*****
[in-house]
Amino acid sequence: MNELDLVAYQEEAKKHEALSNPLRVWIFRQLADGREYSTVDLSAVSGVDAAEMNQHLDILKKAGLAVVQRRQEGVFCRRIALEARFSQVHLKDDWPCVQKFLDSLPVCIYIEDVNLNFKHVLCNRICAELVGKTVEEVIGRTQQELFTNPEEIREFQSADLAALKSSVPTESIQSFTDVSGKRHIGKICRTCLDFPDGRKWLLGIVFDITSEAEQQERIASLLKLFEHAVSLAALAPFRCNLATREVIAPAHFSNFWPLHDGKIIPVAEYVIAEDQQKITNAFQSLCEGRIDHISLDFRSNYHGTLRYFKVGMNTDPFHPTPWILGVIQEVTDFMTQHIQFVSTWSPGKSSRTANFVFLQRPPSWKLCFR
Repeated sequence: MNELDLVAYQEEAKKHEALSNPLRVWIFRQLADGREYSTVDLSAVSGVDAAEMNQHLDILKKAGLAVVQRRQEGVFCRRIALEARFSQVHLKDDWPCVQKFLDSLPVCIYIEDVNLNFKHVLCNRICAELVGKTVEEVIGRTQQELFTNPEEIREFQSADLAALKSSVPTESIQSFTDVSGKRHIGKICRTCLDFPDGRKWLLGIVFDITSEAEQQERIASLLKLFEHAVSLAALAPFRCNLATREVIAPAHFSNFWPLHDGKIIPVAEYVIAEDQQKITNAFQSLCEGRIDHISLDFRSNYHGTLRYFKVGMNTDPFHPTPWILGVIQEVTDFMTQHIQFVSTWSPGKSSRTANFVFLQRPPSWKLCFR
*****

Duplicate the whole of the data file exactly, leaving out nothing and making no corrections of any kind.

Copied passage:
[in-house]
Amino acid sequence: MNELDLVAYQEEAKKHEALSNPLRVWIFRQLADGREYSTVDLSAVSGVDAAEMNQHLDILKKAGLAVVQRRQEGVFCRRIALEARFSQVHLKDDWPCVQKFLDSLPVCIYIEDVNLNFKHVLCNRICAELVGKTVEEVIGRTQQELFTNPEEIREFQSADLAALKSSVPTESIQSFTDVSGKRHIGKICRTCLDFPDGRKWLLGIVFDITSEAEQQERIASLLKLFEHAVSLAALAPFRCNLATREVIAPAHFSNFWPLHDGKIIPVAEYVIAEDQQKITNAFQSLCEGRIDHISLDFRSNYHGTLRYFKVGMNTDPFHPTPWILGVIQEVTDFMTQHIQFVSTWSPGKSSRTANFVFLQRPPSWKLCFR
Repeated sequence: MNELDLVAYQEEAKKHEALSNPLRVWIFRQLADGREYSTVDLSAVSGVDAAEMNQHLDILKKAGLAVVQRRQEGVFCRRIALEARFSQVHLKDDWPCVQKFLDSLPVCIYIEDVNLNFKHVLCNRICAELVGKTVEEVIGRTQQELFTNPEEIREFQSADLAALKSSVPTESIQSFTDVSGKRHIGKICRTCLDFPDGRKWLLGIVFDITSEAEQQERIASLLKLFEHAVSLAALAPFRCNLATREVIAPAHFSNFWPLHDGKIIPVAEYVIAEDQQKITNAFQSLCEGRIDHISLDFRSNYHGTLRYFKVGMNTDPFHPTPWILGVIQEVTDFMTQHIQFVSTWSPGKSSRTANFVFLQRPPSWKLCFR